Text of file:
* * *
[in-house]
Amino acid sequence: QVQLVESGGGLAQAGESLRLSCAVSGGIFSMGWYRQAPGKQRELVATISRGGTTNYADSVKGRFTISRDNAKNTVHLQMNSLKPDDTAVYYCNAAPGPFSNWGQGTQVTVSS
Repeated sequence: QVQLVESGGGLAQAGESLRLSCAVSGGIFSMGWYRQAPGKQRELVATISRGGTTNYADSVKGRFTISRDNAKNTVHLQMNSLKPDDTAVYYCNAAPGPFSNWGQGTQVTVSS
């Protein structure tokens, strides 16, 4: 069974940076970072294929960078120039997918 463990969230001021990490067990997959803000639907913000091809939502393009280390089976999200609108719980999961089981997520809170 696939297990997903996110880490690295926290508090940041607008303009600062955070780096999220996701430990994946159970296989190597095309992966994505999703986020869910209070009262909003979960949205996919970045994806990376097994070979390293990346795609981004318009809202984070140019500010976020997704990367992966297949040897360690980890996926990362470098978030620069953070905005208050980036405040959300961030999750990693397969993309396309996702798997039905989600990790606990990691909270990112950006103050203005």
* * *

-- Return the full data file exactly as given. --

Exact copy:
[in-house]
Amino acid sequence: QVQLVESGGGLAQAGESLRLSCAVSGGIFSMGWYRQAPGKQRELVATISRGGTTNYADSVKGRFTISRDNAKNTVHLQMNSLKPDDTAVYYCNAAPGPFSNWGQGTQVTVSS
Repeated sequence: QVQLVESGGGLAQAGESLRLSCAVSGGIFSMGWYRQAPGKQRELVATISRGGTTNYADSVKGRFTISRDNAKNTVHLQMNSLKPDDTAVYYCNAAPGPFSNWGQGTQVTVSS
């Protein structure tokens, strides 16, 4: 069974940076970072294929960078120039997918 463990969230001021990490067990997959803000639907913000091809939502393009280390089976999200609108719980999961089981997520809170 696939297990997903996110880490690295926290508090940041607008303009600062955070780096999220996701430990994946159970296989190597095309992966994505999703986020869910209070009262909003979960949205996919970045994806990376097994070979390293990346795609981004318009809202984070140019500010976020997704990367992966297949040897360690980890996926990362470098978030620069953070905005208050980036405040959300961030999750990693397969993309396309996702798997039905989600990790606990990691909270990112950006103050203005």